Mutual Aid and Revolution

Mutual Aid and Revolution by Andžejs Jenots is another article in the zine I’ve been writing about, We Gather Here Today in Disservice of the State, from Des Moines Mutual Aid (DMMA). I think of Mutual Aid as revolutionary because it represents a paradigm shift from capitalism. I recently wrote Mutual Aid is the Quaker way of being in the world.

This article addresses a weakness of Mutual Aid that I’ve been aware of, which is “to the extent that mutual aid is an activity resulting in products and services, financed by groups of workers who exist because they (or a large enough share of them) sell their labor power to the enemy class for a wage, mutual aid is the redistribution of a share of those wages.”

But there is much more to Mutual Aid than providing products and services. As Jenots says below, “one of the central tasks of mutual aid is less about doing something for the sake of doing something, and more about thinking and noticing.” Des Moines Mutual Aid is very skilled at noticing and responding.

At present most of the food we distribute comes from sources that paid for the materials and labor to make it. We got it because its freshness date had expired. I envisioned a time when wheat, for example, was grown by farmers who gave it to those who make bread, which is distributed without charge. The farmers and bakers would be among those who received the bread. This is not as naive as it might seem, because capitalism is collapsing. We need to be thinking about and working toward what we want to replace it.

As Jenots goes on to say, “it is clear what the main weakness in this is: all (class-independent) mutual aid activity is constrained by the wages of its participants and donors.”

Mutual aid is not infrastructure for running away or carving out a small plot of land – literal or figurative, it is infrastructure for driving a spear into the heart of capital and sustaining an effort to do so. Mutual aid is a basis for preparedness for future revolutionary events, including for the allocation of all of the skills and capabilities whose aims will be redirected from profit-making to something else as a result of the widespread clarity gained in a revolutionary situation. Even though we can say little in detail about a coming revolution, we know that it will be a conflict between classes, and that will mean strain on dependencies between those classes. To the extent we now depend on the enemy class for the organization of the production of goods and services (and in many ways, we do), someday we won’t be able to anymore. However, the fight will no longer belong only to `we unhappy few,’ these early-to-consciousness revolutionaries, with our meager skillsets. It will become everyone’s domain…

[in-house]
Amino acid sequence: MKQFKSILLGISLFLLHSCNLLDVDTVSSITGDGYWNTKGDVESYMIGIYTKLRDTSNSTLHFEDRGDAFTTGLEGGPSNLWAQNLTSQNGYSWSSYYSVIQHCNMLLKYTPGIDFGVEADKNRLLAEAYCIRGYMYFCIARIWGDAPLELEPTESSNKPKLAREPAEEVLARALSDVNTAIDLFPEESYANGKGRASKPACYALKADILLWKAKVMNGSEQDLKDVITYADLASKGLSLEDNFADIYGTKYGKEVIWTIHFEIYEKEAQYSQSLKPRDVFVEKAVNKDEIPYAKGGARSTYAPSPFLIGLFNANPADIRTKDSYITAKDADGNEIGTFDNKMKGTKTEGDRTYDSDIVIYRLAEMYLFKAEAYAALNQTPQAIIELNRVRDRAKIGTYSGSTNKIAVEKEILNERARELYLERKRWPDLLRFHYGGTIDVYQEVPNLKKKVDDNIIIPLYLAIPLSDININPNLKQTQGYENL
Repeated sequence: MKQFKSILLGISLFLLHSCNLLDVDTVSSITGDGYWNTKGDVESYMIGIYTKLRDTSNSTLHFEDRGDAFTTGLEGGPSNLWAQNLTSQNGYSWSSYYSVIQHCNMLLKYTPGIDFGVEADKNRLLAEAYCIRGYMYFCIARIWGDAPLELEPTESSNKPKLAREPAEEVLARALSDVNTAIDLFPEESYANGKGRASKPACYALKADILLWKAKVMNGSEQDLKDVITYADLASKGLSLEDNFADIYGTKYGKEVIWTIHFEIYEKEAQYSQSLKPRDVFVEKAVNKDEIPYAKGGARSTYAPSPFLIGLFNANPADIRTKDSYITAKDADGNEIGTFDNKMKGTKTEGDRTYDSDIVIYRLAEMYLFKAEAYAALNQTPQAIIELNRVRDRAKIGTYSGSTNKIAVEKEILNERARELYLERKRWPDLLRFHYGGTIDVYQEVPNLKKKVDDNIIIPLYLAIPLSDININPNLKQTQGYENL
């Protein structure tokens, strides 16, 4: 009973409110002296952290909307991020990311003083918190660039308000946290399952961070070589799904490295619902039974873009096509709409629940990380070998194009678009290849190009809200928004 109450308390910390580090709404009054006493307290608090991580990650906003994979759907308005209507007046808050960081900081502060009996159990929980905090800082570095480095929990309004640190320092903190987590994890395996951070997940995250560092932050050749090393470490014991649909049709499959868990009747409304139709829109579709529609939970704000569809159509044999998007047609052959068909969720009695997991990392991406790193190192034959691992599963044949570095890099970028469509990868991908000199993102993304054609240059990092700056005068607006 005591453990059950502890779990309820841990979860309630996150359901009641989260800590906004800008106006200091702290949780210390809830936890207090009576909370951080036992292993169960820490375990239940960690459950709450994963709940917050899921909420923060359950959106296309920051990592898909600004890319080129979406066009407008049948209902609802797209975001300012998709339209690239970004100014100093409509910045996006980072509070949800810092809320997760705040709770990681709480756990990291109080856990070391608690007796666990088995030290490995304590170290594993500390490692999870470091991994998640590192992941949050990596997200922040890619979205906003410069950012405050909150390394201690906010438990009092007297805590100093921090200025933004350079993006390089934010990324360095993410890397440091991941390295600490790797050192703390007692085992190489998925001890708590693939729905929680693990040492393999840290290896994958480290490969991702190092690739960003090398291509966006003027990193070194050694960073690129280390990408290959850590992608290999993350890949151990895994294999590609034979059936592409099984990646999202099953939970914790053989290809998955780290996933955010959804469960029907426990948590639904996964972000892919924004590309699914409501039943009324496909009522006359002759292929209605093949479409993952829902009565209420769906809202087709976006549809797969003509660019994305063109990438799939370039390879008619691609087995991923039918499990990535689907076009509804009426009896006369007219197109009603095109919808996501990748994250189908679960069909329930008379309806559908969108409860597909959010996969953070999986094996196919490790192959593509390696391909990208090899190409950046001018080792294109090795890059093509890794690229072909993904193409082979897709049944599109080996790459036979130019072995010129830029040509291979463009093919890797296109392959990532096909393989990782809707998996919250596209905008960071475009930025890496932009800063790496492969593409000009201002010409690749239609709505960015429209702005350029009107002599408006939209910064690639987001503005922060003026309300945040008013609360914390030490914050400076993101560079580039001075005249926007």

The task of revolutionary mutual aid is to re-link production with distribution when and where capitalist social relations no longer do….

One of the central tasks of mutual aid is less about doing something for the sake of doing something, and more about thinking and noticing – understanding the trajectory capitalism is taking in order to understand the needs it will create and the means, methods, technique, skills, expertise, etc. which finally become available to us as they are expelled from capitalism.

Andžejs Jenots, Mutual Aid and Revolution

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